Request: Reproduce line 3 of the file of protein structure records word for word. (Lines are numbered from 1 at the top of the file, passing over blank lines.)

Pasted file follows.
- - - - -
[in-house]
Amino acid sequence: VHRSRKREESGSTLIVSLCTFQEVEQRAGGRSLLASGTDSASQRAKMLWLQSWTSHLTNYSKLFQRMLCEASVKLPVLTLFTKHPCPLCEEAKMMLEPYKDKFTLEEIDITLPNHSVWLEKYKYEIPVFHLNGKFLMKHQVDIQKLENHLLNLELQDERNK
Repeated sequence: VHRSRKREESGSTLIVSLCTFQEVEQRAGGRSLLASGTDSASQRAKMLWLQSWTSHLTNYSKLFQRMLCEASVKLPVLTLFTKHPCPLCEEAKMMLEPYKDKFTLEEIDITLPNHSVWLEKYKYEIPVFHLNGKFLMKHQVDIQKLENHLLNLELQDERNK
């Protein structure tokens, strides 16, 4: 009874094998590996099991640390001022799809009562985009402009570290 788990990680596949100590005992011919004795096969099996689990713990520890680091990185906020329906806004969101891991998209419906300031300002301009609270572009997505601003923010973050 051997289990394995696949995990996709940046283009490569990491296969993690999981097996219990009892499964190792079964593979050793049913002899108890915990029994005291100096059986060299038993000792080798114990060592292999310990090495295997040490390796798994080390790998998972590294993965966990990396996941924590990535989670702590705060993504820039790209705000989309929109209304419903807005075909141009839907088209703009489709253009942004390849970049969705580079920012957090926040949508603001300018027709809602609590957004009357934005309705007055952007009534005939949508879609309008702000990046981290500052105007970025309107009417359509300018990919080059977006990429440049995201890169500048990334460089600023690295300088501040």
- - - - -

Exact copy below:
Repeated sequence: VHRSRKREESGSTLIVSLCTFQEVEQRAGGRSLLASGTDSASQRAKMLWLQSWTSHLTNYSKLFQRMLCEASVKLPVLTLFTKHPCPLCEEAKMMLEPYKDKFTLEEIDITLPNHSVWLEKYKYEIPVFHLNGKFLMKHQVDIQKLENHLLNLELQDERNK